England are 10.5 to win the World Cup in Qatar in 2022 after they drew some familiar opponents in their qualifying group.
The Three Lions were drawn in a group of six with Poland, Hungary, Albania, Andorra and San Marino.
England played Poland in qualifying for the 1974, 1990, 1994, 2006 and 2014 World Cups, as well as in the finals in Mexico in 1986. England boast a 58% win ratio against the Poles and haven’t lost to them since 1973.
Mind you, Poland do boast the most lethal striker in world football right now in Robert Lewandowski.
What do you make of the #ThreeLions’ 2022 @FIFAWorldCup qualifying group? pic.twitter.com/GPrsDTK0gN
? England (@England) December 7, 2020
Of the other home nations Wales landed arguably the most difficult draw as they will play Belgium 13.5 – the number one ranked team in the world – as well as Czech Republic, Belarus and Estonia.
The Welsh have a battle on their hands if they’re to qualify for their first World Cup since 1958.
Scotland, who recently qualified for their first tournament for over 20 years, will be fairly happy with their draw against Denmark, Austria, Israel, the Faroe Islands and Moldova.
Northern Ireland will have to play Italy 17.016/1 and serial tournament attendees Switzerland as well as Bulgaria and Lithuania.
The Republic of Ireland, meanwhile, face Portugal 22.021/1, Serbia, Luxembourg and Azerbaijan.
The defending champions France [7.8] are the shortest price of any European nation for the 2022 World Cup behind favourites Brazil 7.06/1.
Les Bleus will be confident of winning their qualifying group with Ukraine, Finland, Bosnia and Kazakhstan.
As for the other leading teams in the betting, Germany 8.415/2 have drawn Romania, Iceland, North Macedonia, Armenia and Liechtenstein. Spain 9.417/2 will have to play Sweden, Greece, Georgia and Kosovo.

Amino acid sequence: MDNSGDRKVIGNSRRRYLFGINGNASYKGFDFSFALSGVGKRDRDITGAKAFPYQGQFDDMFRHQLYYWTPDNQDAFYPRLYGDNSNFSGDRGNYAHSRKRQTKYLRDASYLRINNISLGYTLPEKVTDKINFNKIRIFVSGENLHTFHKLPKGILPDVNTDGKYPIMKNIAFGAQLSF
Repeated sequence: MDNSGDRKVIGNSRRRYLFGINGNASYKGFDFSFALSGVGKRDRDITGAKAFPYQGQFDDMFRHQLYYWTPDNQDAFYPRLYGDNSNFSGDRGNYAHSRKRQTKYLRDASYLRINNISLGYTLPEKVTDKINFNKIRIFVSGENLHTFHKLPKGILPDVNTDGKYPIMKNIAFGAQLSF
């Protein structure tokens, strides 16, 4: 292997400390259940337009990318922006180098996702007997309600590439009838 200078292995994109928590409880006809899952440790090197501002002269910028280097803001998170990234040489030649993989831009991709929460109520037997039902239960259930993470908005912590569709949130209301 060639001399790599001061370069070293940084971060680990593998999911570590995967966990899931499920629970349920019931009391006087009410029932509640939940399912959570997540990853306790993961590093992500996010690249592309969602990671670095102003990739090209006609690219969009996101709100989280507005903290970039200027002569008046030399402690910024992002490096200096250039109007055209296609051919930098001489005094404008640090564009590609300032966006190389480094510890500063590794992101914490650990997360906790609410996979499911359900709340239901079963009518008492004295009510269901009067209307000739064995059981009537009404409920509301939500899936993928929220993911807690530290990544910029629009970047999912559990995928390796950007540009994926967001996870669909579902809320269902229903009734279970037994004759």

The qualifiers will be played between March and November 2021, with play-offs scheduled for March 2022.
The World Cup takes place just one year after next summer’s rescheduled Euro 2020 tournament where England are 6.411/2 favourites.
This autumn Gareth Southgate’s men have lost twice – at home to Denmark and away to Belgium – and there is a sense that the team are not as fluent in attack as they were a year or so ago. They also look disorganised in defence and many fans are baffled by Southgate’s faith in goalkeeper Jordan Pickford.
Southgate has much work to do then between now and next summer if his team are to justify their favouritism next summer. They will need to improve even more to be contention in Qatar.
In 2018, England over-achieved by reaching the semi-finals in Russia before losing to Croatia. Now Southgate’s men have to carry the burden of expectations as they try to win a major tournament for the first time for 54 years.